The material, written and compiled by the production's narrator, David Penrose came from the best known writers of the era including F. Scott Fitzgerald, James Thurber, P.G. Wodehouse and Dorothy Parker, among others. The music ranged from Porter, Gershwin and Coward, to a brilliant selection which traced the development of American jazz from Basin Street Blues to Fats Waller. It showed a side of the Bench Players which is seldom seen. There were fine performances from the entire cast with top marks going to David Penrose who effortlessly rambled through a long and difficult narration which held together the continuity of the revue. Ray Osborne's skill at the keyboard during a musical dissertation on American jazz and blues had more than a few toes tapping as he left his percussionist behind and improvised his own version of 'Ain't Misbehaving'.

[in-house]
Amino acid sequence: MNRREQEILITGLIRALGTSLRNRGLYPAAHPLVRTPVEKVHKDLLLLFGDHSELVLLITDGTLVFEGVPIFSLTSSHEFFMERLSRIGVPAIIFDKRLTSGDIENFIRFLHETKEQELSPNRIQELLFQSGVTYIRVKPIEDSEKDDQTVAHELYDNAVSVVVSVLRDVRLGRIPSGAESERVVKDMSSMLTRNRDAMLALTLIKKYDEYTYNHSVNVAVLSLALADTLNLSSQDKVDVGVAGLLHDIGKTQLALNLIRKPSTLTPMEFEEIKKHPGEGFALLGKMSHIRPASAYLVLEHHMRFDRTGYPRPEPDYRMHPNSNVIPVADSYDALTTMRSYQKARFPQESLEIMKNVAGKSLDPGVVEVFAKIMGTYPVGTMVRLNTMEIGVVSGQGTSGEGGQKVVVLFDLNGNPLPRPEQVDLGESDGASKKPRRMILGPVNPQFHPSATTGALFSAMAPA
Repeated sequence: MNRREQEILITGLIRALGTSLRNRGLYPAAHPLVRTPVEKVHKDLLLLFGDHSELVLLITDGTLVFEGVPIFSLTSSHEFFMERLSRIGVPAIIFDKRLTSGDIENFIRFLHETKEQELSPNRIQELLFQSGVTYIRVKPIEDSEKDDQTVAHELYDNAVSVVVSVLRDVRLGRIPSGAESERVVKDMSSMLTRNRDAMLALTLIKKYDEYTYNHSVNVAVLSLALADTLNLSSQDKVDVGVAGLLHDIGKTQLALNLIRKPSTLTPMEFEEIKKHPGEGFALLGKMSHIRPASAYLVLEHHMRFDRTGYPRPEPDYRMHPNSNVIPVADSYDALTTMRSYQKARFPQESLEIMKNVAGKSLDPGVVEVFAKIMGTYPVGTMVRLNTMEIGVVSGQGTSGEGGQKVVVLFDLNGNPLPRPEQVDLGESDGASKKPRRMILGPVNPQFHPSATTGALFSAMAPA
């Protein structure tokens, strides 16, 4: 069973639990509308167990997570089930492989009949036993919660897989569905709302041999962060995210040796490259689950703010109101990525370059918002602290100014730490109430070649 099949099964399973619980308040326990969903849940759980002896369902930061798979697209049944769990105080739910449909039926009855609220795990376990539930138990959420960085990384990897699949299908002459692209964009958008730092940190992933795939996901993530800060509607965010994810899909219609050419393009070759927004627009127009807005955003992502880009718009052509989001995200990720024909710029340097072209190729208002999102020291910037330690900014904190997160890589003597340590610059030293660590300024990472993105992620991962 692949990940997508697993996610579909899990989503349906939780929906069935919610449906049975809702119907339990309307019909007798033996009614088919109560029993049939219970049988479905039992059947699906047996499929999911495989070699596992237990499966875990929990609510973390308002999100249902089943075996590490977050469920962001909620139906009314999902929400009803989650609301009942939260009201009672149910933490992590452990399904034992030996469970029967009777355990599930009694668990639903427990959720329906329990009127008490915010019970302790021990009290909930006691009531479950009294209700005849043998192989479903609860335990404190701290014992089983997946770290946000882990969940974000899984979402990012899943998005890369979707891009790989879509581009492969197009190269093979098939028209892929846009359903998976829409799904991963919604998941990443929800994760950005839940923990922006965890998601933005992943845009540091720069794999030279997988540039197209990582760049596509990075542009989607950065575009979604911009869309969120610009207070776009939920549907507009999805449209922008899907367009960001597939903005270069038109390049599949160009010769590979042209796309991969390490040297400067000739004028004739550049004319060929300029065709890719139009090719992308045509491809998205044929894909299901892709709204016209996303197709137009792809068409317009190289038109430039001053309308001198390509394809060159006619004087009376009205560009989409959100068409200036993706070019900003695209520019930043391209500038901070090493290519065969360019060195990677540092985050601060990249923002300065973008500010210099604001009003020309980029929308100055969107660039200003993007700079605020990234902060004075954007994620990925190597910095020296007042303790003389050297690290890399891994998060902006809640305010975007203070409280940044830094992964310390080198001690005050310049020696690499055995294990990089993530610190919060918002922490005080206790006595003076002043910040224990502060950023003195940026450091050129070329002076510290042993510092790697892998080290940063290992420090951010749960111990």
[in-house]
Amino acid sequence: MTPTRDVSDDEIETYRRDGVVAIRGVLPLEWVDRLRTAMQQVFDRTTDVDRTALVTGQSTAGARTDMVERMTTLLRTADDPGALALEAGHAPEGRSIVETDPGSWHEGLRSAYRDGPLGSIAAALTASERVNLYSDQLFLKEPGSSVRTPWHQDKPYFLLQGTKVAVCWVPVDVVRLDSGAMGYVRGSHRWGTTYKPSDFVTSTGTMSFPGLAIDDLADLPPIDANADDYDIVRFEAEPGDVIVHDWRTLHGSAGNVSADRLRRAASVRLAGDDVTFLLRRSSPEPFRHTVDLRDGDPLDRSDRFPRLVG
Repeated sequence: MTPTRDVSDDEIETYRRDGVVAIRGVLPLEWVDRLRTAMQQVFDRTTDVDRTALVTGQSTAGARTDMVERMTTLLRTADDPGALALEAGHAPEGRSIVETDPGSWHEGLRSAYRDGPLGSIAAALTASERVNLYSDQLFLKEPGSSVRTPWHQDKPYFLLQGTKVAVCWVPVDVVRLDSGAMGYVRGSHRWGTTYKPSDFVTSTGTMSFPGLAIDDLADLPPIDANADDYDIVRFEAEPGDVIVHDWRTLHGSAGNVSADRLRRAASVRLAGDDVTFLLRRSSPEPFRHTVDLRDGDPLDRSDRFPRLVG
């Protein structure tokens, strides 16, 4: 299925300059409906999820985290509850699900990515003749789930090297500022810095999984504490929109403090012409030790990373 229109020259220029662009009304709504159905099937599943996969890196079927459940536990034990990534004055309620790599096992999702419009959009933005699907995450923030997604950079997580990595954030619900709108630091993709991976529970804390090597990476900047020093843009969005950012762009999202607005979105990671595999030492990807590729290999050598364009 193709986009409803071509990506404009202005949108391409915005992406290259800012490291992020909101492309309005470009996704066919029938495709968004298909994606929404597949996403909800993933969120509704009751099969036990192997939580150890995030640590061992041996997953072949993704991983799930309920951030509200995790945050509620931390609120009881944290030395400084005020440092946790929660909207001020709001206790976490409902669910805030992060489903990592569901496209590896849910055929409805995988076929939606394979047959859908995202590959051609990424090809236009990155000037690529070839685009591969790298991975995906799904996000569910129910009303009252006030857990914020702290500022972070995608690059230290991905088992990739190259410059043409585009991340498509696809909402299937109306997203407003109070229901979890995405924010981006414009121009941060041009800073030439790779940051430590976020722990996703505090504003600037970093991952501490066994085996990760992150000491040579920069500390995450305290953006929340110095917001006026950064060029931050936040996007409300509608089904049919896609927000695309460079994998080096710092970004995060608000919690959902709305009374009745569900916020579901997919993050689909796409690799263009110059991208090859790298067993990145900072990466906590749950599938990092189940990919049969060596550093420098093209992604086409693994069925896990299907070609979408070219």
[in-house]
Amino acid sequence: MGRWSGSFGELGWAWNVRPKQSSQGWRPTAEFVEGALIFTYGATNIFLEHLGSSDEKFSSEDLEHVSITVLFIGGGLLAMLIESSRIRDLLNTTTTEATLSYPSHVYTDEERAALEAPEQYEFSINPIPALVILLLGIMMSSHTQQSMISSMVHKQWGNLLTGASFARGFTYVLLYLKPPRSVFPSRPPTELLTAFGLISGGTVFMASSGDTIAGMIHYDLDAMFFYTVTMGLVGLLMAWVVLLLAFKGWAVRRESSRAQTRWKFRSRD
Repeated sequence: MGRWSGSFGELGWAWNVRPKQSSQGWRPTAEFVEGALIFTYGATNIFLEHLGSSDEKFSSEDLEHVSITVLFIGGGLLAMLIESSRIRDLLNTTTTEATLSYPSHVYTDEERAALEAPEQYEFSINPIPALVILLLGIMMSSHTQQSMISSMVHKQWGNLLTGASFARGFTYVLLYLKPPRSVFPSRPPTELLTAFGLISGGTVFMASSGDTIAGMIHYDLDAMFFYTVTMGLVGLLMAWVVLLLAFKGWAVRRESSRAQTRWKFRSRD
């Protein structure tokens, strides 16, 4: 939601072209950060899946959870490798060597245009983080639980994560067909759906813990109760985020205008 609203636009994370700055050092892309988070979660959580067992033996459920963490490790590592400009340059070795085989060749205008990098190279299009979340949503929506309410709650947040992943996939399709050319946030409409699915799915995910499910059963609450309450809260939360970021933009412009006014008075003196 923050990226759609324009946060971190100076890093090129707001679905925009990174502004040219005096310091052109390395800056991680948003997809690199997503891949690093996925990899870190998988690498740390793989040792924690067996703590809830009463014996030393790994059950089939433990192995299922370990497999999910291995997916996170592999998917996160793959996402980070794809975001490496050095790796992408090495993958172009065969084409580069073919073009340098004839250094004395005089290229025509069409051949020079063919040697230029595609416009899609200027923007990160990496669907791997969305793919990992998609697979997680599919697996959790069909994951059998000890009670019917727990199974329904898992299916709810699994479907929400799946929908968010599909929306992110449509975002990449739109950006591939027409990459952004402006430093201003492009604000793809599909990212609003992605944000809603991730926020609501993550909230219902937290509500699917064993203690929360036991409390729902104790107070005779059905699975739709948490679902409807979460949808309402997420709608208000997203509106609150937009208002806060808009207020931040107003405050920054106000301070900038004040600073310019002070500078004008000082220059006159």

A fine performance came from Tony Elliott in a send up of the literary set from Bloomsbury. Ruth Prior's solo number was another high point of the production. The players provided an enjoyable evening which should not be missed. The musical arrangements, set designs and a remarkable array of costumes compiled by Robbie Cattermole and Jane Hart contributed to a brilliant productions. A musical revue such as 'The Only Way To Cross' allowed the Bench Players a slightly different vehicle which took advantage of the many talents in the company. with an excellent buffet dinner included in the price of £3, the evening provided a delightful change at extremely good value. 'The Only Way to Cross' will be presented tonight and tomorrow night on March 12, 13 and 14, starting at 7.30 p.m. at the Arts Centre, East Street , Havant.

The News, 6th March 1981

Production Photographs